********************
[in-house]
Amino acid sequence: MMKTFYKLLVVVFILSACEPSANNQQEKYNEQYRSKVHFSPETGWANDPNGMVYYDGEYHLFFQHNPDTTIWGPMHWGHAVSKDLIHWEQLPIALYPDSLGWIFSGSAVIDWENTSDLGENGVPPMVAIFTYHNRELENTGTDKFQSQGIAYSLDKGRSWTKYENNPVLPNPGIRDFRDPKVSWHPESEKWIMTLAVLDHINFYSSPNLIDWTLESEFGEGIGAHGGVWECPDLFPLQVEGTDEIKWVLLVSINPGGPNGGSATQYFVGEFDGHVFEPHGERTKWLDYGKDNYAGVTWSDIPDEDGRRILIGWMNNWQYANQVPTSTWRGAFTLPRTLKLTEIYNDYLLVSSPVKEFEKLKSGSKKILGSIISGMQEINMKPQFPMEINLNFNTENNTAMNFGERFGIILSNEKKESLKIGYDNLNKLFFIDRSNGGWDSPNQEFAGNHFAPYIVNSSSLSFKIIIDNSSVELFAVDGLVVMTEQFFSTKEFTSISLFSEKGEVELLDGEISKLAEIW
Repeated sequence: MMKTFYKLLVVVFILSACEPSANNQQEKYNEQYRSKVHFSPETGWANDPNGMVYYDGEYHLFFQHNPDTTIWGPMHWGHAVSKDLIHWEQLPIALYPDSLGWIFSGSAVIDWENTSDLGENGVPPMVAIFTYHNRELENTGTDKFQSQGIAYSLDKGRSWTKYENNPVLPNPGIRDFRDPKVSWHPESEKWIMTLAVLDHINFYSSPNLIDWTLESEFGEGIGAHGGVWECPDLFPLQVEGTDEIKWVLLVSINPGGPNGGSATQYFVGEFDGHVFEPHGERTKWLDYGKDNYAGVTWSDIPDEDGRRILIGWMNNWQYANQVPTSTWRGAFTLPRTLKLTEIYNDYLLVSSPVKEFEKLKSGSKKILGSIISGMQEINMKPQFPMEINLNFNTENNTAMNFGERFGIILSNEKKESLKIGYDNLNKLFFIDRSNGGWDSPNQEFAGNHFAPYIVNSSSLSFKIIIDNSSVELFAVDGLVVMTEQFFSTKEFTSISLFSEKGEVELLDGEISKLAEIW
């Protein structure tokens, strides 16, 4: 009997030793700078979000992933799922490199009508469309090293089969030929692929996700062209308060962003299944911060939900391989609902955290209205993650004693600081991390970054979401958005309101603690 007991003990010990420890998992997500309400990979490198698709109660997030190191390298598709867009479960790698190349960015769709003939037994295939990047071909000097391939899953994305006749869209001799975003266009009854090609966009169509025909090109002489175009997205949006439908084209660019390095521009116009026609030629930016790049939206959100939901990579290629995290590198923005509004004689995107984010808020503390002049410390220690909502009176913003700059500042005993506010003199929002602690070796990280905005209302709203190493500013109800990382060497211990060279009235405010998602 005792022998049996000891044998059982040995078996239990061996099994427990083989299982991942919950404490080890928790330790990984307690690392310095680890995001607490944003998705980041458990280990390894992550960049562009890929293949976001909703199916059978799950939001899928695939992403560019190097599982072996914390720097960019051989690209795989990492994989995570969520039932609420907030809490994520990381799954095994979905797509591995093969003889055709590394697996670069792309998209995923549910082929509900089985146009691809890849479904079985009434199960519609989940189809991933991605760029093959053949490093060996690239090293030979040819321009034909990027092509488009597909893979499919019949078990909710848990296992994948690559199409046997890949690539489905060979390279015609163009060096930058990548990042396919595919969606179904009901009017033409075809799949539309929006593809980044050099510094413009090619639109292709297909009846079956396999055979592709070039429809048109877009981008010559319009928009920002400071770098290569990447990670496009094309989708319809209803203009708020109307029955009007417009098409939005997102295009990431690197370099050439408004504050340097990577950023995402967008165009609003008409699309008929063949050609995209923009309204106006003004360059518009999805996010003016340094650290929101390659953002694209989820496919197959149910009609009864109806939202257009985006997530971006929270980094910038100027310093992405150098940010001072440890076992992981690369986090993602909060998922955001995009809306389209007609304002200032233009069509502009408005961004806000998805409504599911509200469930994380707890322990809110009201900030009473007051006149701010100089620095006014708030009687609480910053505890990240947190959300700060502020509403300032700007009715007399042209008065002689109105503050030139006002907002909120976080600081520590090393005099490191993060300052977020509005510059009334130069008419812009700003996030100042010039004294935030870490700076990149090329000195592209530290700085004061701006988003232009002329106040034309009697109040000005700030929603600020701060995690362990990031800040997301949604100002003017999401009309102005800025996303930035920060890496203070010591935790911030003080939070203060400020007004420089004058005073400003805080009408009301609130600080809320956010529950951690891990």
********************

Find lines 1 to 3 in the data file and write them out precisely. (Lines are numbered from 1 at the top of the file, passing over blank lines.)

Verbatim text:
[in-house]
Amino acid sequence: MMKTFYKLLVVVFILSACEPSANNQQEKYNEQYRSKVHFSPETGWANDPNGMVYYDGEYHLFFQHNPDTTIWGPMHWGHAVSKDLIHWEQLPIALYPDSLGWIFSGSAVIDWENTSDLGENGVPPMVAIFTYHNRELENTGTDKFQSQGIAYSLDKGRSWTKYENNPVLPNPGIRDFRDPKVSWHPESEKWIMTLAVLDHINFYSSPNLIDWTLESEFGEGIGAHGGVWECPDLFPLQVEGTDEIKWVLLVSINPGGPNGGSATQYFVGEFDGHVFEPHGERTKWLDYGKDNYAGVTWSDIPDEDGRRILIGWMNNWQYANQVPTSTWRGAFTLPRTLKLTEIYNDYLLVSSPVKEFEKLKSGSKKILGSIISGMQEINMKPQFPMEINLNFNTENNTAMNFGERFGIILSNEKKESLKIGYDNLNKLFFIDRSNGGWDSPNQEFAGNHFAPYIVNSSSLSFKIIIDNSSVELFAVDGLVVMTEQFFSTKEFTSISLFSEKGEVELLDGEISKLAEIW
Repeated sequence: MMKTFYKLLVVVFILSACEPSANNQQEKYNEQYRSKVHFSPETGWANDPNGMVYYDGEYHLFFQHNPDTTIWGPMHWGHAVSKDLIHWEQLPIALYPDSLGWIFSGSAVIDWENTSDLGENGVPPMVAIFTYHNRELENTGTDKFQSQGIAYSLDKGRSWTKYENNPVLPNPGIRDFRDPKVSWHPESEKWIMTLAVLDHINFYSSPNLIDWTLESEFGEGIGAHGGVWECPDLFPLQVEGTDEIKWVLLVSINPGGPNGGSATQYFVGEFDGHVFEPHGERTKWLDYGKDNYAGVTWSDIPDEDGRRILIGWMNNWQYANQVPTSTWRGAFTLPRTLKLTEIYNDYLLVSSPVKEFEKLKSGSKKILGSIISGMQEINMKPQFPMEINLNFNTENNTAMNFGERFGIILSNEKKESLKIGYDNLNKLFFIDRSNGGWDSPNQEFAGNHFAPYIVNSSSLSFKIIIDNSSVELFAVDGLVVMTEQFFSTKEFTSISLFSEKGEVELLDGEISKLAEIW